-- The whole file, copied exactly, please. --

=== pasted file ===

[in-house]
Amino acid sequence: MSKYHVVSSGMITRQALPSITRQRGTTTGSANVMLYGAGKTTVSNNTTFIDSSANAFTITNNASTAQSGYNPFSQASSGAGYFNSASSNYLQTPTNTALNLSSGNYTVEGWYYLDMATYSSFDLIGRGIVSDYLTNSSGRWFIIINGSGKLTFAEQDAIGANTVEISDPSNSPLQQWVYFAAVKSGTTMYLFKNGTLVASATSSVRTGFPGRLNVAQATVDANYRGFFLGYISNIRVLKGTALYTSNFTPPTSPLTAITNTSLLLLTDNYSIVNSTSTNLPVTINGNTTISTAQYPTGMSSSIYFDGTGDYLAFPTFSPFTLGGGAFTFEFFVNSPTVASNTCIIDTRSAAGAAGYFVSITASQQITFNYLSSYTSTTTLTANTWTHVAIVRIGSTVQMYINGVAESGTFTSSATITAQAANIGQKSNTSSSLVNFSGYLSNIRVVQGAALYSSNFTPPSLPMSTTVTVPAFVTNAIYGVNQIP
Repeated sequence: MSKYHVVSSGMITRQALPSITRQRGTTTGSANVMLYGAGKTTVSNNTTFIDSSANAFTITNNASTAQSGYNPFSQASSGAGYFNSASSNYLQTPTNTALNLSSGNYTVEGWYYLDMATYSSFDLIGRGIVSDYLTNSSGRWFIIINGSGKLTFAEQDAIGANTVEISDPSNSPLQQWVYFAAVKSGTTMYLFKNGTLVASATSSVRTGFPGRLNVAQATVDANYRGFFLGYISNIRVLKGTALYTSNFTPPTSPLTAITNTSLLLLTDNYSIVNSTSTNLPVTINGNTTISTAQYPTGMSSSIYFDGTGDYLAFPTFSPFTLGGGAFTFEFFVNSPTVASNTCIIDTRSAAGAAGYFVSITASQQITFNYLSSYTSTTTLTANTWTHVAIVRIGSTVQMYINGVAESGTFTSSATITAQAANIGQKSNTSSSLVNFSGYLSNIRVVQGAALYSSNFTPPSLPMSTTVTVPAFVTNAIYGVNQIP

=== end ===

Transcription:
[in-house]
Amino acid sequence: MSKYHVVSSGMITRQALPSITRQRGTTTGSANVMLYGAGKTTVSNNTTFIDSSANAFTITNNASTAQSGYNPFSQASSGAGYFNSASSNYLQTPTNTALNLSSGNYTVEGWYYLDMATYSSFDLIGRGIVSDYLTNSSGRWFIIINGSGKLTFAEQDAIGANTVEISDPSNSPLQQWVYFAAVKSGTTMYLFKNGTLVASATSSVRTGFPGRLNVAQATVDANYRGFFLGYISNIRVLKGTALYTSNFTPPTSPLTAITNTSLLLLTDNYSIVNSTSTNLPVTINGNTTISTAQYPTGMSSSIYFDGTGDYLAFPTFSPFTLGGGAFTFEFFVNSPTVASNTCIIDTRSAAGAAGYFVSITASQQITFNYLSSYTSTTTLTANTWTHVAIVRIGSTVQMYINGVAESGTFTSSATITAQAANIGQKSNTSSSLVNFSGYLSNIRVVQGAALYSSNFTPPSLPMSTTVTVPAFVTNAIYGVNQIP
Repeated sequence: MSKYHVVSSGMITRQALPSITRQRGTTTGSANVMLYGAGKTTVSNNTTFIDSSANAFTITNNASTAQSGYNPFSQASSGAGYFNSASSNYLQTPTNTALNLSSGNYTVEGWYYLDMATYSSFDLIGRGIVSDYLTNSSGRWFIIINGSGKLTFAEQDAIGANTVEISDPSNSPLQQWVYFAAVKSGTTMYLFKNGTLVASATSSVRTGFPGRLNVAQATVDANYRGFFLGYISNIRVLKGTALYTSNFTPPTSPLTAITNTSLLLLTDNYSIVNSTSTNLPVTINGNTTISTAQYPTGMSSSIYFDGTGDYLAFPTFSPFTLGGGAFTFEFFVNSPTVASNTCIIDTRSAAGAAGYFVSITASQQITFNYLSSYTSTTTLTANTWTHVAIVRIGSTVQMYINGVAESGTFTSSATITAQAANIGQKSNTSSSLVNFSGYLSNIRVVQGAALYSSNFTPPSLPMSTTVTVPAFVTNAIYGVNQIP